Current Issue
About Us
Ad Rates

The Columbia Journal
P.O. Box 2633 MPO,
Vancouver, British Columbia,
Canada V6B 3W8
Phone: 604-266-6552
Fax: 604-267-3342

Web: www.columbiajournal.ca

Powered by NetNation- www.netnation.com

Columbia Journal logo

  • Volume Eight, Number Seven: October 2003


    Well Fed Ears At The Green Room

    A Review

    Mark Bignell

    If you were in the mood for some atmospheric, psychedelic and hypnotic music, the Green Room, on Main near 25th Ave. in Vancouver, was the place to be last Tuesday night. An unusually full house fed its appreciative ears to three exceptional bands.

    The evening started off with the well-respected Jonathan Inc (www.johnathaninc.com) tossing off some well crafted, if moody, pop songs that reveal new pleasures with repeated listening. If you're up on the Indy scene, Jonathan has collaborated with and is well respected by such Indy heavies as Kevin Kane (ex-Grapes of Wrath), Radiogram, Jack Harlan and Jon Wood (of the late Coal, Flophouse Jr., and now Little Wonder).

    He's also produced the debut album by Maplewood Lane. You may hear from this band one day.

    Jonathan came prepared with a rack of goodies that included some curious distortion and looping echo effects on his vocals to set the pace for what was to be a very trippy musical feast. Keyboardist and back up singer, Michelle Grunert added some sublime harmony and well-punctuated fills.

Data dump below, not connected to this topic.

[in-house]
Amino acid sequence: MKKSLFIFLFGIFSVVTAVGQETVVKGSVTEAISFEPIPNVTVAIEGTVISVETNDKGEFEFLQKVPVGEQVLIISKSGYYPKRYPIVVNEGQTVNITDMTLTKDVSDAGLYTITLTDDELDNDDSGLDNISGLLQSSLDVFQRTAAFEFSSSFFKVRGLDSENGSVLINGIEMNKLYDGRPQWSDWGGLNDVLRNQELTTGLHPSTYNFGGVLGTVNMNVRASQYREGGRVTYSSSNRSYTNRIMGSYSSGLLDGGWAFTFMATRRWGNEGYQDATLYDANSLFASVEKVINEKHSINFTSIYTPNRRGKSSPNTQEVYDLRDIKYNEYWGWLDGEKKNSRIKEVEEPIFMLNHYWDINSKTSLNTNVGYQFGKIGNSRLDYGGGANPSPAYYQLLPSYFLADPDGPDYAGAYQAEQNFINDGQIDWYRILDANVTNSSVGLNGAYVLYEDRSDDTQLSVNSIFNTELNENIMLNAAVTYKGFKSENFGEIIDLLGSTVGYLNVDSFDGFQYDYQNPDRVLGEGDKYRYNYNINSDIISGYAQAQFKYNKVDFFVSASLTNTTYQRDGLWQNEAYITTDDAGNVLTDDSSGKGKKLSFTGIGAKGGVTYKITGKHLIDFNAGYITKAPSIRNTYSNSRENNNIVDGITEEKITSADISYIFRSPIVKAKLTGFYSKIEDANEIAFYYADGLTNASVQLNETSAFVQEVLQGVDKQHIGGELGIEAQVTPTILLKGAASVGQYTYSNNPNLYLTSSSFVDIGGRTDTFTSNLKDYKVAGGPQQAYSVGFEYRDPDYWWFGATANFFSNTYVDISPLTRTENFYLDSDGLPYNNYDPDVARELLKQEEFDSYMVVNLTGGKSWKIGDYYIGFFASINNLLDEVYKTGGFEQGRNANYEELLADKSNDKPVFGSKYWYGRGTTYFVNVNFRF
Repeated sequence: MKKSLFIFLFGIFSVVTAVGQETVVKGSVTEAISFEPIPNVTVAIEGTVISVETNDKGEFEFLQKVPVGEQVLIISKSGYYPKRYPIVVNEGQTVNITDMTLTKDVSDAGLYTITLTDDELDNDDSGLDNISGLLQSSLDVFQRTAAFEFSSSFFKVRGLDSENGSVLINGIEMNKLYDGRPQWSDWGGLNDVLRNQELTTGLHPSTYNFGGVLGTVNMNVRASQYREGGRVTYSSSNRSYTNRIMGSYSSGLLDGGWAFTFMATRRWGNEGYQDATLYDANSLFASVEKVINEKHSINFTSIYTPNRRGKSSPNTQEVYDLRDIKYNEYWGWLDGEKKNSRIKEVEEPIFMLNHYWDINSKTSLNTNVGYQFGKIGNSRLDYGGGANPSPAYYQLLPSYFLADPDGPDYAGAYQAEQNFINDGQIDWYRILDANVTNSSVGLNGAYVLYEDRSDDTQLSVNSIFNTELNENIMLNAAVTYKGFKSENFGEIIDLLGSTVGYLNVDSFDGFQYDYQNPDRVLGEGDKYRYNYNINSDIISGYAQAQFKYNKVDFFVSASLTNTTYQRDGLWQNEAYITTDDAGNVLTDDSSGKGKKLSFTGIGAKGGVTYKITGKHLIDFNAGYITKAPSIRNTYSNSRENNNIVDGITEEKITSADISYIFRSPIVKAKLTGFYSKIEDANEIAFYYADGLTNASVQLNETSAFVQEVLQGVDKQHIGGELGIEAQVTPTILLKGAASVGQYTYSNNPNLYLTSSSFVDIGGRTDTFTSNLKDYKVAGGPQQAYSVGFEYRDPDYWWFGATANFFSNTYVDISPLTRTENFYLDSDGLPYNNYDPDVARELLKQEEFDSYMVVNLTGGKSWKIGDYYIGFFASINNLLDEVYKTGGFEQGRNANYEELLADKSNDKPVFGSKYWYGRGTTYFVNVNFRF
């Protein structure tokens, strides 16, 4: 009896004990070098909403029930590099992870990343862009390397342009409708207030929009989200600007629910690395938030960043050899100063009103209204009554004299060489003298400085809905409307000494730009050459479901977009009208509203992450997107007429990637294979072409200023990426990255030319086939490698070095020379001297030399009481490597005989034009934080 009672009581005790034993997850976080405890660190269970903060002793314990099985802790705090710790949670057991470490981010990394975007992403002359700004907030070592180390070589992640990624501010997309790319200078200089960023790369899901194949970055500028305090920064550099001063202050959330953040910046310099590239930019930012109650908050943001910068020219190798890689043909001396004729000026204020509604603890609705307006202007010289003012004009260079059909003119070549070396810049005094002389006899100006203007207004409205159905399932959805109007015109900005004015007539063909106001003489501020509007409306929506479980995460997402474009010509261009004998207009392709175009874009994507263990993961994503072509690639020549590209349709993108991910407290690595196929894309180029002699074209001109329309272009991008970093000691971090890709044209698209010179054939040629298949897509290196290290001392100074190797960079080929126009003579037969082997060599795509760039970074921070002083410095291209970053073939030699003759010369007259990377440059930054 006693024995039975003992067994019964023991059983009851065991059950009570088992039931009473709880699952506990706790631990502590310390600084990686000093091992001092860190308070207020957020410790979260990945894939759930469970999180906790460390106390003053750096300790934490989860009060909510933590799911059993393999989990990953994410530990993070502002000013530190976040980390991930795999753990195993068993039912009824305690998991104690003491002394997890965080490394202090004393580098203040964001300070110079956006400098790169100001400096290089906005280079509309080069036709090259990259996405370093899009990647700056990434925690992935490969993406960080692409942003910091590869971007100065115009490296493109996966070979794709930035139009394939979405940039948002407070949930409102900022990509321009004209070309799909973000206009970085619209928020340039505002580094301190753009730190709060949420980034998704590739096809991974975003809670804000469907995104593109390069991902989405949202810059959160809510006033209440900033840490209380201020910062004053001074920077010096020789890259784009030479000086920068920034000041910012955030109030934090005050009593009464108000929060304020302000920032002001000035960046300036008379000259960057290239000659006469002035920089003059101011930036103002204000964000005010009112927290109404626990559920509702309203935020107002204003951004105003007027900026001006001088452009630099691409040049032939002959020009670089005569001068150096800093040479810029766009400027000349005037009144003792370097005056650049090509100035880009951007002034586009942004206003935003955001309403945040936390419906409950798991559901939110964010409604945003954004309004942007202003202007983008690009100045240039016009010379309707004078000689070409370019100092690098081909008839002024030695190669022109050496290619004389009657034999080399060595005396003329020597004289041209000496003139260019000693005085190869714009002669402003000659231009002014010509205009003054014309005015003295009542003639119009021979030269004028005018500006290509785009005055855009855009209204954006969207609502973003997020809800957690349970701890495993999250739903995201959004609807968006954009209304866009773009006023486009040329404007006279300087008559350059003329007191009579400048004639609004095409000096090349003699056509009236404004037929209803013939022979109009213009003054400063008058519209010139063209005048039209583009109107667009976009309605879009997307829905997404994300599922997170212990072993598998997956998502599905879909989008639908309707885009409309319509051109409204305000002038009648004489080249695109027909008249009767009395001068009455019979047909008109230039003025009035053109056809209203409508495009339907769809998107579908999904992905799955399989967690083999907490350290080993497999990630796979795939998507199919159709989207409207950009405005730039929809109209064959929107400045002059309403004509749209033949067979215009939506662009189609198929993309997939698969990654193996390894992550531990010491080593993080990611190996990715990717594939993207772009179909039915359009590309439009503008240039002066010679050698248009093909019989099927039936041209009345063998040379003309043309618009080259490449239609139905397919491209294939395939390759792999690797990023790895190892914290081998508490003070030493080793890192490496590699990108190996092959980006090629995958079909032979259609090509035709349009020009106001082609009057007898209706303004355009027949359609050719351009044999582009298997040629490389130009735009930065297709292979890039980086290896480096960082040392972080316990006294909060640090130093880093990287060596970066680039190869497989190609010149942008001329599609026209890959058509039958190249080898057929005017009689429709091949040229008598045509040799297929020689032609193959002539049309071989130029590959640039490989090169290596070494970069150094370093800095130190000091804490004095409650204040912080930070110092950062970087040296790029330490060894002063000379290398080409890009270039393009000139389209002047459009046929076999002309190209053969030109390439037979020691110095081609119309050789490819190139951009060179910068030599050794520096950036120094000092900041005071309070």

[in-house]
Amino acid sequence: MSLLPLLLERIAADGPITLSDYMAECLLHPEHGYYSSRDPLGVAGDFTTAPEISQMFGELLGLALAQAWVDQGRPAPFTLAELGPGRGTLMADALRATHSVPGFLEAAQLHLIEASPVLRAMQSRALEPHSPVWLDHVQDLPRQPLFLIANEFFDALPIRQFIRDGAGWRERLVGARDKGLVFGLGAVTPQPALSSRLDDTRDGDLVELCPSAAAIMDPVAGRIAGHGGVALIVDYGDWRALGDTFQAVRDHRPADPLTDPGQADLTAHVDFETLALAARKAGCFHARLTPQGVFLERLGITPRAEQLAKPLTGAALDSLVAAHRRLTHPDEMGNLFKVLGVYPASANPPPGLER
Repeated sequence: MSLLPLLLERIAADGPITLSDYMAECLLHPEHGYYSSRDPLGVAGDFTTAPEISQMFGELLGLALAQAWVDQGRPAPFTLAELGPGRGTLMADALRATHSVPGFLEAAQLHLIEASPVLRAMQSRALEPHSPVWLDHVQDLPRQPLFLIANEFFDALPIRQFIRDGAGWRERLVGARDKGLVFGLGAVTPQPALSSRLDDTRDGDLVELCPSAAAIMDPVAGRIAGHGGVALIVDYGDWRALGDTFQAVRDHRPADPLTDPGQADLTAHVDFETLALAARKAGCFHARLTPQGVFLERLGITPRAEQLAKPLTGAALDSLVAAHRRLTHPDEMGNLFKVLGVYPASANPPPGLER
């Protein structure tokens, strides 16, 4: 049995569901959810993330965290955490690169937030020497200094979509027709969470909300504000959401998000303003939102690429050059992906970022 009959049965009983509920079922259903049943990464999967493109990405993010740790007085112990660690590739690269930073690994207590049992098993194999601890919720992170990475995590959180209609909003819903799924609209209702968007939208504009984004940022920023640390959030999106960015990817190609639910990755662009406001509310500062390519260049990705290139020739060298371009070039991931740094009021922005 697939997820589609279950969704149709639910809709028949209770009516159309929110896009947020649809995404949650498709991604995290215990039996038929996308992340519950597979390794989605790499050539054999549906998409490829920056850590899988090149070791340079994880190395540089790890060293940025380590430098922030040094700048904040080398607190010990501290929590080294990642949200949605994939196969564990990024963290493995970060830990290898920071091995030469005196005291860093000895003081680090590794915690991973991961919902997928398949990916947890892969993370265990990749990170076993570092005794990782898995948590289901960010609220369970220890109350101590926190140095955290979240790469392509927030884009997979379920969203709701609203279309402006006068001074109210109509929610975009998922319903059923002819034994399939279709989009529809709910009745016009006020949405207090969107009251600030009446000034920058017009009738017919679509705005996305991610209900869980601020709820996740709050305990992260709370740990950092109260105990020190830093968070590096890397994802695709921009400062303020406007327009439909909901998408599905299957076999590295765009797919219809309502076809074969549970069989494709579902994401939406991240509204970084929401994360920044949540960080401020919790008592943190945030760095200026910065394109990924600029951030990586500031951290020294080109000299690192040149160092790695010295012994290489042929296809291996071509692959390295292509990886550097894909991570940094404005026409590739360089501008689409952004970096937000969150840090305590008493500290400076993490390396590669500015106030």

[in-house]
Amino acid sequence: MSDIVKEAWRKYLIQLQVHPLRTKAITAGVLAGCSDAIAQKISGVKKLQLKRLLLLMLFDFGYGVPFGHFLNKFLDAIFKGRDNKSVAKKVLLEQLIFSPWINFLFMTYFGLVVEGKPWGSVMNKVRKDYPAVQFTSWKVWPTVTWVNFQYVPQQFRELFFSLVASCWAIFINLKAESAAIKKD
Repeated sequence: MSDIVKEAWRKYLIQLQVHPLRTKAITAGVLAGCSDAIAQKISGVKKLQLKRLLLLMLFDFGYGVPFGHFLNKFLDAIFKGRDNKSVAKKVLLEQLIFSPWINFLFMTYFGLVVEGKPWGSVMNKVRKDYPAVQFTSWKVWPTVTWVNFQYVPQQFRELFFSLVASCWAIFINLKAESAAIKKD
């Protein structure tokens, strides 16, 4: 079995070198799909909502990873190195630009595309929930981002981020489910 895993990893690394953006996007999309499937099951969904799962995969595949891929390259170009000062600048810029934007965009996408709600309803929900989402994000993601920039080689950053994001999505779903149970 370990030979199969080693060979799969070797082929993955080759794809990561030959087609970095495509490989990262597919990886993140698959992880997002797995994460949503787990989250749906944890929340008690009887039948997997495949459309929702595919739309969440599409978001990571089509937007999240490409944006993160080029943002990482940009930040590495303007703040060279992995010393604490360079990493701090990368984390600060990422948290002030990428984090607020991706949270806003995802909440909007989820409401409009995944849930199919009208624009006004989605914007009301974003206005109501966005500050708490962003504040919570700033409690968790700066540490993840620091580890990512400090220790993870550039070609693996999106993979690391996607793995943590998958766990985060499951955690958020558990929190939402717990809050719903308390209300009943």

Next up was O & V (www.ovweb.com) who play up the psychedelic card a bit more. Their singer, Cindy Tomlinson has a voice that's best described as a later answer to Grace Slick, and Nico from the Velvet Underground.

    The band includes up to six players, which can include the usual bass, guitar and drums. But, they have more in store for you, bringing in not one but two cello players, adding to the swirling psychedelic stew of such songs as "Across The Waters" and "Have You ever Dreamed Of Moonlight."

    When this huge wash of strings and skins is finely meshed with Cindy's powerful vocals, it can be quite hypnotic.

    The headlining band, A Northern Chorus (www.anorthernchorus.com), is a five-piece from the outskirts of Toronto. They obviously have some local friends, including O & V and the earlier mentioned Radiogram, as members of both were among the crowd showing their undivided appreciation.

    I was very pleased with their mostly guitar-driven and dynamic arrangements, which went from shimmering, low-key intros to full volume freak-outs. Their sound is hard to completely pin down. It does have psychedelic leanings with its huge layers of bowed, e-bowed and chiming guitars. The addition of viola and flute made for some moving moments that had the crowd hushed as, they and myself, were literally tripping on the music.

    We were on another planet, with no intention of operating heavy equipment.

    Vocally, the band does have a Radiohead influence, but that still doesn't quite hit the mark.

    If you haven't seen any of these bands yet, do go see them when the time comes. Your ears will be well fed.

    Mark Bignell is an advocate of local and independently made music.

    He can be heard Friday nights on Radio Bandcouver, 10pm-Midnight on 102.7 FM CFRO. You can visit on line at www.bandcouver.com


Search WWW Search www.columbiajournal.ca